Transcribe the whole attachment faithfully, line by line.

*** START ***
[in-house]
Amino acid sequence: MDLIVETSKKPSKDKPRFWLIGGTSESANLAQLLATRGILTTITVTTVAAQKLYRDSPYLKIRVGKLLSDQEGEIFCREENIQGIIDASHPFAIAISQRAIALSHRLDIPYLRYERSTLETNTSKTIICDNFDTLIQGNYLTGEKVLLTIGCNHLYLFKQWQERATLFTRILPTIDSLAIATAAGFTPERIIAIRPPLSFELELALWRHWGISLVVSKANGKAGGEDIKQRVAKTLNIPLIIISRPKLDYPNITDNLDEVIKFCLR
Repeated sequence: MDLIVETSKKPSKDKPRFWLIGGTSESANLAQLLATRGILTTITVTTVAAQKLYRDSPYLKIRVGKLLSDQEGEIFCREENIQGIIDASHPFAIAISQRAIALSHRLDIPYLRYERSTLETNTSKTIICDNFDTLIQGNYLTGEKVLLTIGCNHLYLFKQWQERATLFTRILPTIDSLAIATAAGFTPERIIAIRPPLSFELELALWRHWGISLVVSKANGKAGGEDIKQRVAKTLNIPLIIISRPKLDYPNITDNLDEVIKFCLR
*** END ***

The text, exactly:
[in-house]
Amino acid sequence: MDLIVETSKKPSKDKPRFWLIGGTSESANLAQLLATRGILTTITVTTVAAQKLYRDSPYLKIRVGKLLSDQEGEIFCREENIQGIIDASHPFAIAISQRAIALSHRLDIPYLRYERSTLETNTSKTIICDNFDTLIQGNYLTGEKVLLTIGCNHLYLFKQWQERATLFTRILPTIDSLAIATAAGFTPERIIAIRPPLSFELELALWRHWGISLVVSKANGKAGGEDIKQRVAKTLNIPLIIISRPKLDYPNITDNLDEVIKFCLR
Repeated sequence: MDLIVETSKKPSKDKPRFWLIGGTSESANLAQLLATRGILTTITVTTVAAQKLYRDSPYLKIRVGKLLSDQEGEIFCREENIQGIIDASHPFAIAISQRAIALSHRLDIPYLRYERSTLETNTSKTIICDNFDTLIQGNYLTGEKVLLTIGCNHLYLFKQWQERATLFTRILPTIDSLAIATAAGFTPERIIAIRPPLSFELELALWRHWGISLVVSKANGKAGGEDIKQRVAKTLNIPLIIISRPKLDYPNITDNLDEVIKFCLR